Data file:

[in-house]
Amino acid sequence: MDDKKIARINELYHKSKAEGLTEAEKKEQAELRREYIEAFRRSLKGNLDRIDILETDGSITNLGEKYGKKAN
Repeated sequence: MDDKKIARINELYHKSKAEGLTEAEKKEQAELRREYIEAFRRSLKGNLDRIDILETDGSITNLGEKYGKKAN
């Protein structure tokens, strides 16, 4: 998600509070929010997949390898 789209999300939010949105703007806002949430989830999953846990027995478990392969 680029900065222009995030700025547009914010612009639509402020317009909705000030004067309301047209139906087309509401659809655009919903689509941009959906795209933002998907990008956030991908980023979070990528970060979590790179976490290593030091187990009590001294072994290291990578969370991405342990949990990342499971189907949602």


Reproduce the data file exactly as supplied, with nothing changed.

[in-house]
Amino acid sequence: MDDKKIARINELYHKSKAEGLTEAEKKEQAELRREYIEAFRRSLKGNLDRIDILETDGSITNLGEKYGKKAN
Repeated sequence: MDDKKIARINELYHKSKAEGLTEAEKKEQAELRREYIEAFRRSLKGNLDRIDILETDGSITNLGEKYGKKAN
């Protein structure tokens, strides 16, 4: 998600509070929010997949390898 789209999300939010949105703007806002949430989830999953846990027995478990392969 680029900065222009995030700025547009914010612009639509402020317009909705000030004067309301047209139906087309509401659809655009919903689509941009959906795209933002998907990008956030991908980023979070990528970060979590790179976490290593030091187990009590001294072994290291990578969370991405342990949990990342499971189907949602």